Bend homeowners and developers would split the cost of completing Empire Avenue and Murphy Road under a plan backed by the Bend City Council and intended to speed the construction of homes and businesses outside city limits.
The council could decide as soon as May to hike sewer and water fees and developers’ fees to pay for it.
Councilors and city staff have been trying to decide on the best way to annex and develop about 2,380 acres outside city limits and redevelop some areas inside Bend with taller and denser buildings.
They intend to focus first on an elbow-shaped area just southeast of the city limits and areas in the middle of town.
But they also want to extend Empire Avenue east to 27th Street and Murphy Road east to 15th Street, to make developing additional areas north, south and east of town easier.
Completing Empire Avenue is expected to cost $23 million and completing Murphy Road would cost $37 million, but the city’s pledged $15.6 million to Empire and $10 million to Murphy as part of its most recent plan for major transportation projects.
Both roads have been planned for years, and continuing to wait on funding and building them will exacerbate high housing costs, Councilor Bruce Abernethy said.
“We can either choose to put the funding into the infrastructure now and bring on these additional lands and play catch-up and try and reduce some of the congestion that’s out there, or we can not do it and continue to fall further and further behind,” Abernethy said. “I think we need to be almost as aggressive as we can because we’re going to pay for it either way.”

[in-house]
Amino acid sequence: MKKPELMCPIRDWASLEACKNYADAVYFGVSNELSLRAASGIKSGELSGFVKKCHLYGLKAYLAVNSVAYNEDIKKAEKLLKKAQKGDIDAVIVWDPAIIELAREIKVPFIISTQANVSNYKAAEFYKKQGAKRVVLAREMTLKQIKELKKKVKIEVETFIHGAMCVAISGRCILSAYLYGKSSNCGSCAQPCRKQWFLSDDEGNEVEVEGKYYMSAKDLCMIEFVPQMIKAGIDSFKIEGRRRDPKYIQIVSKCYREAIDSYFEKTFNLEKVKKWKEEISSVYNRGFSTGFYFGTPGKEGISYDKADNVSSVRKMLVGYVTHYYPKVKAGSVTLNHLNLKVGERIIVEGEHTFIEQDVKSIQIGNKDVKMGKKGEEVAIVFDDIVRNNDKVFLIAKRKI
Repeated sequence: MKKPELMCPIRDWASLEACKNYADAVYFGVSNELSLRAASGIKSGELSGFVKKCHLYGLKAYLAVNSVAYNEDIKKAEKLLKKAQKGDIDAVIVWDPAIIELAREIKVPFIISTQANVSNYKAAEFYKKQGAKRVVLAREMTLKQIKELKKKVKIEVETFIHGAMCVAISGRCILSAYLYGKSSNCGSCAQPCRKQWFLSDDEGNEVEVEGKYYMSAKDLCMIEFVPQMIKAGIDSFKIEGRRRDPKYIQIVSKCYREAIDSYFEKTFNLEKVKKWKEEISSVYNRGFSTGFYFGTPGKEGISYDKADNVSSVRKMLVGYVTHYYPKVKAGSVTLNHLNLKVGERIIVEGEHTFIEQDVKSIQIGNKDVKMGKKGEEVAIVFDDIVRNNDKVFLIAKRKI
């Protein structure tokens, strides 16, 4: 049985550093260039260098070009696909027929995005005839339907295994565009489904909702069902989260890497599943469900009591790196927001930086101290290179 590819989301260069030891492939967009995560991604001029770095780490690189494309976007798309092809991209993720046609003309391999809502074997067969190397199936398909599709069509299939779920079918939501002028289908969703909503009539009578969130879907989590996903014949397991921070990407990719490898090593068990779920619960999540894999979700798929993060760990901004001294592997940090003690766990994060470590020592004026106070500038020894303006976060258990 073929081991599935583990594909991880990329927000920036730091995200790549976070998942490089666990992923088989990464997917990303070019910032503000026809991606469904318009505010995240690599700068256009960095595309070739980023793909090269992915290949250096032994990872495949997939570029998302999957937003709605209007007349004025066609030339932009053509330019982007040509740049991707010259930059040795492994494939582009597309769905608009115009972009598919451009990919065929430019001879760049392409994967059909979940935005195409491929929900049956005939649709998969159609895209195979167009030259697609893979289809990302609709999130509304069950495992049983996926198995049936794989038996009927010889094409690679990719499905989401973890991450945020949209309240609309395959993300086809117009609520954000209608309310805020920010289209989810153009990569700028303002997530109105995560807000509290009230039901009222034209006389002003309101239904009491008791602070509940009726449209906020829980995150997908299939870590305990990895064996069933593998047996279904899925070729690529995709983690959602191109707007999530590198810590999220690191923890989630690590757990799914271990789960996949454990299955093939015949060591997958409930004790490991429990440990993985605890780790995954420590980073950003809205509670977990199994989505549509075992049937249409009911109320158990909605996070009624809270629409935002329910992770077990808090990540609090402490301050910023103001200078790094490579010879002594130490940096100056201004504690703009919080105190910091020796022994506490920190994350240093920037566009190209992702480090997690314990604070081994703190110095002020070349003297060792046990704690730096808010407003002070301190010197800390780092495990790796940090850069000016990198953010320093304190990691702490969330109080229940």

Bend has land inside city limits in the southeast part of town that’s ready to develop, and finishing Murphy Road will make developing that land and the elbow-shaped area outside of town a lot easier, said Russ Grayson, community development director.
Finishing Empire Avenue and working with a private developer to invest in temporary sewer facilities before two major city sewer lines can be completed will help build in the northeast, he said.
Private developers will still be responsible for many infrastructure improvements, Grayson said, but knowing what the city will pay for helps his department negotiate with developers.
An option councilors may vote on as early as May 2 would increase transportation system development charges — the fees developers pay to cover the costs their buildings’ occupants will have on the city’s road system — and increase sewer and water franchise fees Bend homeowners pay.
Developer fees, now set at $5,285 per home, would end up somewhere between $6,500 and $8,100. Franchise fees, paid by customers of the city’s water system, as well as Roats Water System and Avion Water, would increase 1 percent or 2 percent starting July 1.
That works out to $1 to $3 more a month for the average homeowner, although that number would vary based on water use and summer irrigation, city Finance Director Sharon Wojda wrote in an email.
It makes sense for current residents to pay part of the costs for extending the two roads because they’ll benefit from them, said Bend Mayor Casey Roats. But Roats, whose council seat is up for election this year, said he could see increased sewer rates becoming a “political football.”
“If Bend didn’t grow at all — let’s say we put a wall up around this city as some would suggest and close it down tomorrow — I think that the existing residents of the community would still benefit just as handsomely from a completed Empire corridor, as well as a completed Murphy corridor,” he said.
“My concern, and this usually happens in small-town politics, you stick your neck out on something like this, and I can already see the campaign ads next fall. The question is, if I stick my neck out, who’s going to come lop it off?”
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